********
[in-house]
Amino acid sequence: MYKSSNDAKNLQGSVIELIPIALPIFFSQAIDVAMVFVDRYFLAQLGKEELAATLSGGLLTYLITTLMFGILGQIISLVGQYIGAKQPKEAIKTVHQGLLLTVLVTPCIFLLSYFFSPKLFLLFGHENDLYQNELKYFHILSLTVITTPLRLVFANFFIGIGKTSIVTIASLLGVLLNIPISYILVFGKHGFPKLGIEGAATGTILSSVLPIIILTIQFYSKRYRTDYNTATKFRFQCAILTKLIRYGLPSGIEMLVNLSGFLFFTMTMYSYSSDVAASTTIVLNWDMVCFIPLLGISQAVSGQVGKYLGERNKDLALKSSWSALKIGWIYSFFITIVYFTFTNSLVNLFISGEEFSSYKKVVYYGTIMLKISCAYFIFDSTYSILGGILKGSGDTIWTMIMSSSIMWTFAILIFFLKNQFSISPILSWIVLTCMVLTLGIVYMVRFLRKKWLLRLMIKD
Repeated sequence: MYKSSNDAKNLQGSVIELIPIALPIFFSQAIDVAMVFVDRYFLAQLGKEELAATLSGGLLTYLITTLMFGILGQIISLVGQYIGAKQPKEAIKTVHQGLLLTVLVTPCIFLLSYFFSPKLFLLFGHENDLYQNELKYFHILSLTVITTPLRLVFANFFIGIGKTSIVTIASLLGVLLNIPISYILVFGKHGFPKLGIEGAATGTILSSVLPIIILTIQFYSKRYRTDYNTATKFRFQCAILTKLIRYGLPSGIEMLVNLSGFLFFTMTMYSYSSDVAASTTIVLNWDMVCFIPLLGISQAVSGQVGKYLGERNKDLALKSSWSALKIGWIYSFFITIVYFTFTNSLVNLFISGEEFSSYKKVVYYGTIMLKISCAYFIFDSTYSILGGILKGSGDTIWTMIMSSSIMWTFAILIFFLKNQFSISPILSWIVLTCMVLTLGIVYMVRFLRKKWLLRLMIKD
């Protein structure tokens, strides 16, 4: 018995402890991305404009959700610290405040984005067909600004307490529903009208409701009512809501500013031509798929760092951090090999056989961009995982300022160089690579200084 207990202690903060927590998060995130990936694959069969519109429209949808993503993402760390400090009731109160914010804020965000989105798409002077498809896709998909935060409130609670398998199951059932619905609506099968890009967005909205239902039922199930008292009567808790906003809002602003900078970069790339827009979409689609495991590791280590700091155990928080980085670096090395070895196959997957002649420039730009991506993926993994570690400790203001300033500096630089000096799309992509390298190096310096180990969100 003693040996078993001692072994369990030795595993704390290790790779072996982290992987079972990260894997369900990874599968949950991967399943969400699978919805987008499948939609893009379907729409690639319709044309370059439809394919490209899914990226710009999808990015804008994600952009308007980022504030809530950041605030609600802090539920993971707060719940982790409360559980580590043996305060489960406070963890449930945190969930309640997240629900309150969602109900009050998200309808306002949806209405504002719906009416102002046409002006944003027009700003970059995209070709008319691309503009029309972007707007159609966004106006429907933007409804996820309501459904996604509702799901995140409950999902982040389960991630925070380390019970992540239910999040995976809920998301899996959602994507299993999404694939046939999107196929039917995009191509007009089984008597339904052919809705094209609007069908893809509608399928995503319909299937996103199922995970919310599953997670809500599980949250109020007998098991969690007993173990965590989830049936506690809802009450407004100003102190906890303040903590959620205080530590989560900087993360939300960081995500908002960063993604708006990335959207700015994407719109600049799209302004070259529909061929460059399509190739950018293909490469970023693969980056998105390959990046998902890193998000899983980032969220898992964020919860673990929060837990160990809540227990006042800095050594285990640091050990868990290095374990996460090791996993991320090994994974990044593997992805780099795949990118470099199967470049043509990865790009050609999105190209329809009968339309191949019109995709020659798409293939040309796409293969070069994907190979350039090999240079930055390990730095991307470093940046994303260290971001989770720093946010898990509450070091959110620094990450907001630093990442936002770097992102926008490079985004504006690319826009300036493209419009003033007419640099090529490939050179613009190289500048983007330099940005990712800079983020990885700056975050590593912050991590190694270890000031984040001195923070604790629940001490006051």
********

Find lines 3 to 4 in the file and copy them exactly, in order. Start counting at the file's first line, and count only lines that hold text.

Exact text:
Repeated sequence: MYKSSNDAKNLQGSVIELIPIALPIFFSQAIDVAMVFVDRYFLAQLGKEELAATLSGGLLTYLITTLMFGILGQIISLVGQYIGAKQPKEAIKTVHQGLLLTVLVTPCIFLLSYFFSPKLFLLFGHENDLYQNELKYFHILSLTVITTPLRLVFANFFIGIGKTSIVTIASLLGVLLNIPISYILVFGKHGFPKLGIEGAATGTILSSVLPIIILTIQFYSKRYRTDYNTATKFRFQCAILTKLIRYGLPSGIEMLVNLSGFLFFTMTMYSYSSDVAASTTIVLNWDMVCFIPLLGISQAVSGQVGKYLGERNKDLALKSSWSALKIGWIYSFFITIVYFTFTNSLVNLFISGEEFSSYKKVVYYGTIMLKISCAYFIFDSTYSILGGILKGSGDTIWTMIMSSSIMWTFAILIFFLKNQFSISPILSWIVLTCMVLTLGIVYMVRFLRKKWLLRLMIKD
């Protein structure tokens, strides 16, 4: 018995402890991305404009959700610290405040984005067909600004307490529903009208409701009512809501500013031509798929760092951090090999056989961009995982300022160089690579200084 207990202690903060927590998060995130990936694959069969519109429209949808993503993402760390400090009731109160914010804020965000989105798409002077498809896709998909935060409130609670398998199951059932619905609506099968890009967005909205239902039922199930008292009567808790906003809002602003900078970069790339827009979409689609495991590791280590700091155990928080980085670096090395070895196959997957002649420039730009991506993926993994570690400790203001300033500096630089000096799309992509390298190096310096180990969100 003693040996078993001692072994369990030795595993704390290790790779072996982290992987079972990260894997369900990874599968949950991967399943969400699978919805987008499948939609893009379907729409690639319709044309370059439809394919490209899914990226710009999808990015804008994600952009308007980022504030809530950041605030609600802090539920993971707060719940982790409360559980580590043996305060489960406070963890449930945190969930309640997240629900309150969602109900009050998200309808306002949806209405504002719906009416102002046409002006944003027009700003970059995209070709008319691309503009029309972007707007159609966004106006429907933007409804996820309501459904996604509702799901995140409950999902982040389960991630925070380390019970992540239910999040995976809920998301899996959602994507299993999404694939046939999107196929039917995009191509007009089984008597339904052919809705094209609007069908893809509608399928995503319909299937996103199922995970919310599953997670809500599980949250109020007998098991969690007993173990965590989830049936506690809802009450407004100003102190906890303040903590959620205080530590989560900087993360939300960081995500908002960063993604708006990335959207700015994407719109600049799209302004070259529909061929460059399509190739950018293909490469970023693969980056998105390959990046998902890193998000899983980032969220898992964020919860673990929060837990160990809540227990006042800095050594285990640091050990868990290095374990996460090791996993991320090994994974990044593997992805780099795949990118470099199967470049043509990865790009050609999105190209329809009968339309191949019109995709020659798409293939040309796409293969070069994907190979350039090999240079930055390990730095991307470093940046994303260290971001989770720093946010898990509450070091959110620094990450907001630093990442936002770097992102926008490079985004504006690319826009300036493209419009003033007419640099090529490939050179613009190289500048983007330099940005990712800079983020990885700056975050590593912050991590190694270890000031984040001195923070604790629940001490006051």